This is what the Farmer's Almanac has to say:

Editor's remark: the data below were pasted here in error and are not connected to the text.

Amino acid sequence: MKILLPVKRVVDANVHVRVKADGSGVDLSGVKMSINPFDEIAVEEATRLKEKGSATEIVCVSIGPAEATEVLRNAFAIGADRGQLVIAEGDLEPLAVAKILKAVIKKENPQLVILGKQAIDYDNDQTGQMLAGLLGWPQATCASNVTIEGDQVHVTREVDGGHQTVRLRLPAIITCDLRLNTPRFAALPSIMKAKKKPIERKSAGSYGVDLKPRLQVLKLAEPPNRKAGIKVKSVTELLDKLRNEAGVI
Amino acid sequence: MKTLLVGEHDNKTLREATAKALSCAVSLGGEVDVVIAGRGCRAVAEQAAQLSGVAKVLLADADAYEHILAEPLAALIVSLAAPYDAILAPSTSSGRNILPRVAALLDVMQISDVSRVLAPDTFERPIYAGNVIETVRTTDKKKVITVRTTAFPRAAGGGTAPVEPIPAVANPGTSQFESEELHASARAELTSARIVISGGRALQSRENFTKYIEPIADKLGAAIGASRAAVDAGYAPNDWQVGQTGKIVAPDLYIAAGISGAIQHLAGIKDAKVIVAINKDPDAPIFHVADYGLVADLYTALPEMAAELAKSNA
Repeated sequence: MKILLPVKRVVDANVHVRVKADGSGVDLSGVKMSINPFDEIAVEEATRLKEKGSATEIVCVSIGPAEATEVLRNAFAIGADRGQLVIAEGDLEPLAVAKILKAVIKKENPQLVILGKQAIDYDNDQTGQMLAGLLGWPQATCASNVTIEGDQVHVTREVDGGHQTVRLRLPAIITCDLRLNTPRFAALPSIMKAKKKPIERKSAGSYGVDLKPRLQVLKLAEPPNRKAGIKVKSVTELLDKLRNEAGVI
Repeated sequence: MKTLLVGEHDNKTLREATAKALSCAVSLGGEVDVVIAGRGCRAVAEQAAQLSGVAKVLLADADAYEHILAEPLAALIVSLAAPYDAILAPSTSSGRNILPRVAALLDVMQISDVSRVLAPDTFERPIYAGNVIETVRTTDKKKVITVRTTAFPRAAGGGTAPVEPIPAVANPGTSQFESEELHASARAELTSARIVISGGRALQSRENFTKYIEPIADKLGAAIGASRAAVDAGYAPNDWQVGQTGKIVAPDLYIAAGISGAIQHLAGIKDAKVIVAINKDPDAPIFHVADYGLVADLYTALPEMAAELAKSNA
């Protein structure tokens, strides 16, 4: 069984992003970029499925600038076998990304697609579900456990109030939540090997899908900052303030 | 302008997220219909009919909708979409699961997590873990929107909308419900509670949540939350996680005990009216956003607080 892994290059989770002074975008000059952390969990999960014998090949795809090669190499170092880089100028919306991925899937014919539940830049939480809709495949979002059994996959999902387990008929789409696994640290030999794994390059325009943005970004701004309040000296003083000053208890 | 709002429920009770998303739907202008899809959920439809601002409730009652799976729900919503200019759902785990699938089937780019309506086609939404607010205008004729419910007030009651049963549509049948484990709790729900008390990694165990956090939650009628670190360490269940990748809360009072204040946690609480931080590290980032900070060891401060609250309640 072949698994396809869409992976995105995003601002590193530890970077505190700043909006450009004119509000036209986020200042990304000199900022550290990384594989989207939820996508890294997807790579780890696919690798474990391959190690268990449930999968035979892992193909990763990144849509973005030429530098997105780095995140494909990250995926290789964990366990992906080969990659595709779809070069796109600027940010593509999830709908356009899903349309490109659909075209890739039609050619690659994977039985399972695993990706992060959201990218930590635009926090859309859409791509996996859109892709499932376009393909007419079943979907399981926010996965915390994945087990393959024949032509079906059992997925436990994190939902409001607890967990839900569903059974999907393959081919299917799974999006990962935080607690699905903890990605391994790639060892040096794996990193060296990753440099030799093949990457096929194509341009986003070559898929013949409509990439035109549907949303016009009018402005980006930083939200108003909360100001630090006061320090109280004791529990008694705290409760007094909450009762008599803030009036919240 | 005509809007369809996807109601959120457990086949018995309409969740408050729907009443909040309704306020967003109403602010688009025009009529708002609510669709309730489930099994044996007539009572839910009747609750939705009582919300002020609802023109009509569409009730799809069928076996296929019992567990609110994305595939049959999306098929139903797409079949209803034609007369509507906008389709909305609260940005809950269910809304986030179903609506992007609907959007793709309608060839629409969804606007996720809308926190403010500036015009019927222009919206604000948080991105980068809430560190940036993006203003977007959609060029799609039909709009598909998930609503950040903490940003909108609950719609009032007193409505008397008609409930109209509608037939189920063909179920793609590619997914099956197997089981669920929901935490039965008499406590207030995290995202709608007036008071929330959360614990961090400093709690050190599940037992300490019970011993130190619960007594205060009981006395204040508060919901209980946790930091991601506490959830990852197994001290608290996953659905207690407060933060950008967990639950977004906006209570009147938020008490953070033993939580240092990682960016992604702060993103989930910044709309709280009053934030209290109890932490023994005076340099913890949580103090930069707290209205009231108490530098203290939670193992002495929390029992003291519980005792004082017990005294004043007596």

Not at all -- and with the price of commercially grown saffron (about $70 an ounce), it may be the preferred method of getting your hands on this spice. Saffron is the dried, bright red stigmas of the flower Crocus sativus, which is a relatively easy-to-grow perennial. This crocus grows well in Zones 6 through 9. It lies dormant all summer, then pushes its purple blossoms up through the mulch just as other plants are succumbing to frost. Each blossom offers up to three scarlet stigmas. Plant the bulbs in summer and harvest the stigmas in fall. A starter supply of about 50 bulbs costs about $30 and will produce about a tablespoon of the spice the first year. However, each year more flowers will grow, and therefore you'll get more of the spice. Ultimately, your investment will pay off. Fresh saffron threads can be used immediately for cooking, or they can be dried and stored. To dry them, place on paper towels and leave for several days in a warm place. Then transfer them to an airtight container and keep in a cool, dry place. Saffron is a staple in the diets of Mennonite farmers in places such as Lancaster County, Pennsylvania, where gardeners have been growing it for centuries.